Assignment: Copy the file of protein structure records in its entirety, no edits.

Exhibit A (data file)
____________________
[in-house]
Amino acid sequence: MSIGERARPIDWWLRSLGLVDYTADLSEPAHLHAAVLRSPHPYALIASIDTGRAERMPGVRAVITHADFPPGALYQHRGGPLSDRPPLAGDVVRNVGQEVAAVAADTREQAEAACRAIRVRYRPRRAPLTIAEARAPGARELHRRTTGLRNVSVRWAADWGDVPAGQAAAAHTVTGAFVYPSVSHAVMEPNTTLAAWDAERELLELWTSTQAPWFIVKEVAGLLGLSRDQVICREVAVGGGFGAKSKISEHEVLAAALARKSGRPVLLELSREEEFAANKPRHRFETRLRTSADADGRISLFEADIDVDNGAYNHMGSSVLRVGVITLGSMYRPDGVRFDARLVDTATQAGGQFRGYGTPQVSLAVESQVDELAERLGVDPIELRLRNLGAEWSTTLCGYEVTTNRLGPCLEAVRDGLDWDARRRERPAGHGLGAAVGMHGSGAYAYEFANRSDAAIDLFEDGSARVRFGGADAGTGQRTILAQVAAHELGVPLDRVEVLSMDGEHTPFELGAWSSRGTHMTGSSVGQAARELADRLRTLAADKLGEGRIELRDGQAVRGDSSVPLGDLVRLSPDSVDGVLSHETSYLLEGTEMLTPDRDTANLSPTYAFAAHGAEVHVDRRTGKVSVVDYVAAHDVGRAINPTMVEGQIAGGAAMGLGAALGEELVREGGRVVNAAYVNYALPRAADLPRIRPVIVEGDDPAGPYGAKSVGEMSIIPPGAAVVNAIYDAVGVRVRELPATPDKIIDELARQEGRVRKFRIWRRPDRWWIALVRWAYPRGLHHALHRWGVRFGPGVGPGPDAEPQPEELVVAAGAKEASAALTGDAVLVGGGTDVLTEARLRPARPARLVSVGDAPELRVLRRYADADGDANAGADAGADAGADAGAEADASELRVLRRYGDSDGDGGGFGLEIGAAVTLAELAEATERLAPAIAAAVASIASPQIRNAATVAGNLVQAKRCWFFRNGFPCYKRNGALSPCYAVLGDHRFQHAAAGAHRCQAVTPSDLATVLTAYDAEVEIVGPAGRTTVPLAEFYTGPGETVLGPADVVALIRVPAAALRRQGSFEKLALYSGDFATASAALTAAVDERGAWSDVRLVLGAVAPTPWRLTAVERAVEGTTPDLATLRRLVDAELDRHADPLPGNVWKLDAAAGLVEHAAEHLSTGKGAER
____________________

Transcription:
[in-house]
Amino acid sequence: MSIGERARPIDWWLRSLGLVDYTADLSEPAHLHAAVLRSPHPYALIASIDTGRAERMPGVRAVITHADFPPGALYQHRGGPLSDRPPLAGDVVRNVGQEVAAVAADTREQAEAACRAIRVRYRPRRAPLTIAEARAPGARELHRRTTGLRNVSVRWAADWGDVPAGQAAAAHTVTGAFVYPSVSHAVMEPNTTLAAWDAERELLELWTSTQAPWFIVKEVAGLLGLSRDQVICREVAVGGGFGAKSKISEHEVLAAALARKSGRPVLLELSREEEFAANKPRHRFETRLRTSADADGRISLFEADIDVDNGAYNHMGSSVLRVGVITLGSMYRPDGVRFDARLVDTATQAGGQFRGYGTPQVSLAVESQVDELAERLGVDPIELRLRNLGAEWSTTLCGYEVTTNRLGPCLEAVRDGLDWDARRRERPAGHGLGAAVGMHGSGAYAYEFANRSDAAIDLFEDGSARVRFGGADAGTGQRTILAQVAAHELGVPLDRVEVLSMDGEHTPFELGAWSSRGTHMTGSSVGQAARELADRLRTLAADKLGEGRIELRDGQAVRGDSSVPLGDLVRLSPDSVDGVLSHETSYLLEGTEMLTPDRDTANLSPTYAFAAHGAEVHVDRRTGKVSVVDYVAAHDVGRAINPTMVEGQIAGGAAMGLGAALGEELVREGGRVVNAAYVNYALPRAADLPRIRPVIVEGDDPAGPYGAKSVGEMSIIPPGAAVVNAIYDAVGVRVRELPATPDKIIDELARQEGRVRKFRIWRRPDRWWIALVRWAYPRGLHHALHRWGVRFGPGVGPGPDAEPQPEELVVAAGAKEASAALTGDAVLVGGGTDVLTEARLRPARPARLVSVGDAPELRVLRRYADADGDANAGADAGADAGADAGAEADASELRVLRRYGDSDGDGGGFGLEIGAAVTLAELAEATERLAPAIAAAVASIASPQIRNAATVAGNLVQAKRCWFFRNGFPCYKRNGALSPCYAVLGDHRFQHAAAGAHRCQAVTPSDLATVLTAYDAEVEIVGPAGRTTVPLAEFYTGPGETVLGPADVVALIRVPAAALRRQGSFEKLALYSGDFATASAALTAAVDERGAWSDVRLVLGAVAPTPWRLTAVERAVEGTTPDLATLRRLVDAELDRHADPLPGNVWKLDAAAGLVEHAAEHLSTGKGAER